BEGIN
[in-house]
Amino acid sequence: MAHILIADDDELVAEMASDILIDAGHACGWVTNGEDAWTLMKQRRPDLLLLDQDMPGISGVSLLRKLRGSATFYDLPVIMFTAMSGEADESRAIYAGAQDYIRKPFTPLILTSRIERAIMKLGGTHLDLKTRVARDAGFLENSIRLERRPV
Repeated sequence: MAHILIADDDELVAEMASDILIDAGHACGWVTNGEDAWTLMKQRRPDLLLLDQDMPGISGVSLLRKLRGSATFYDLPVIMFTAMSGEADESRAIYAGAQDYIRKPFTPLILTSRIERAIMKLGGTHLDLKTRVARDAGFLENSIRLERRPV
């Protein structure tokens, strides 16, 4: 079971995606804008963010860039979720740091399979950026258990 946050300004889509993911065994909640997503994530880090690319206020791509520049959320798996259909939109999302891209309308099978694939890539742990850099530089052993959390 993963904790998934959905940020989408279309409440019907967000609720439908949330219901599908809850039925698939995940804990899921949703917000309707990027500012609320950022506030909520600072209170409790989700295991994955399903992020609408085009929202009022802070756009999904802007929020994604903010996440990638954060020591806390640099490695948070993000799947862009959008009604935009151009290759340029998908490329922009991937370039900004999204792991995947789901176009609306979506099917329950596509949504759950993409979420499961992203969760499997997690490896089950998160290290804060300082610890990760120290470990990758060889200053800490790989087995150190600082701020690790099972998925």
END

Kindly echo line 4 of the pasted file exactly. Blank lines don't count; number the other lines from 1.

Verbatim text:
């Protein structure tokens, strides 16, 4: 079971995606804008963010860039979720740091399979950026258990 946050300004889509993911065994909640997503994530880090690319206020791509520049959320798996259909939109999302891209309308099978694939890539742990850099530089052993959390 993963904790998934959905940020989408279309409440019907967000609720439908949330219901599908809850039925698939995940804990899921949703917000309707990027500012609320950022506030909520600072209170409790989700295991994955399903992020609408085009929202009022802070756009999904802007929020994604903010996440990638954060020591806390640099490695948070993000799947862009959008009604935009151009290759340029998908490329922009991937370039900004999204792991995947789901176009609306979506099917329950596509949504759950993409979420499961992203969760499997997690490896089950998160290290804060300082610890990760120290470990990758060889200053800490790989087995150190600082701020690790099972998925």